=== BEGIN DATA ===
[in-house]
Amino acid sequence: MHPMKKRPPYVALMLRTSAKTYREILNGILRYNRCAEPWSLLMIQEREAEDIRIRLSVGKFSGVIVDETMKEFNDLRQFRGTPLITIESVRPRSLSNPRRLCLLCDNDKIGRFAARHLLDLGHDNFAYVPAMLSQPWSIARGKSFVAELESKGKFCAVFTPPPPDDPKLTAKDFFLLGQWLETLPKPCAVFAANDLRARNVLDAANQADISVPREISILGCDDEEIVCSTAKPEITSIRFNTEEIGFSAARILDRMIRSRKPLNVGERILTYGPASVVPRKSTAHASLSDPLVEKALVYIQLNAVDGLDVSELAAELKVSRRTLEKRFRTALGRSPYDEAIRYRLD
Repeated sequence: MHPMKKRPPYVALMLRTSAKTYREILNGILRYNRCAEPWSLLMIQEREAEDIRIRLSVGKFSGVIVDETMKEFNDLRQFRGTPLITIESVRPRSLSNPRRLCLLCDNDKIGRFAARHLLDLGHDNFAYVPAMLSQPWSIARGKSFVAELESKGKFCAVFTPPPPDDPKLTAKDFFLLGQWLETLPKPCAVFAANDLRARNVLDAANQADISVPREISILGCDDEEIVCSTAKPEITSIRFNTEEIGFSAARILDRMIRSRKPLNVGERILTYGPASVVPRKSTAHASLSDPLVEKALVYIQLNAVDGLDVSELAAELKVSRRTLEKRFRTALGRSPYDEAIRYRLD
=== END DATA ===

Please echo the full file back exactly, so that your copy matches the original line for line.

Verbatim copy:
[in-house]
Amino acid sequence: MHPMKKRPPYVALMLRTSAKTYREILNGILRYNRCAEPWSLLMIQEREAEDIRIRLSVGKFSGVIVDETMKEFNDLRQFRGTPLITIESVRPRSLSNPRRLCLLCDNDKIGRFAARHLLDLGHDNFAYVPAMLSQPWSIARGKSFVAELESKGKFCAVFTPPPPDDPKLTAKDFFLLGQWLETLPKPCAVFAANDLRARNVLDAANQADISVPREISILGCDDEEIVCSTAKPEITSIRFNTEEIGFSAARILDRMIRSRKPLNVGERILTYGPASVVPRKSTAHASLSDPLVEKALVYIQLNAVDGLDVSELAAELKVSRRTLEKRFRTALGRSPYDEAIRYRLD
Repeated sequence: MHPMKKRPPYVALMLRTSAKTYREILNGILRYNRCAEPWSLLMIQEREAEDIRIRLSVGKFSGVIVDETMKEFNDLRQFRGTPLITIESVRPRSLSNPRRLCLLCDNDKIGRFAARHLLDLGHDNFAYVPAMLSQPWSIARGKSFVAELESKGKFCAVFTPPPPDDPKLTAKDFFLLGQWLETLPKPCAVFAANDLRARNVLDAANQADISVPREISILGCDDEEIVCSTAKPEITSIRFNTEEIGFSAARILDRMIRSRKPLNVGERILTYGPASVVPRKSTAHASLSDPLVEKALVYIQLNAVDGLDVSELAAELKVSRRTLEKRFRTALGRSPYDEAIRYRLD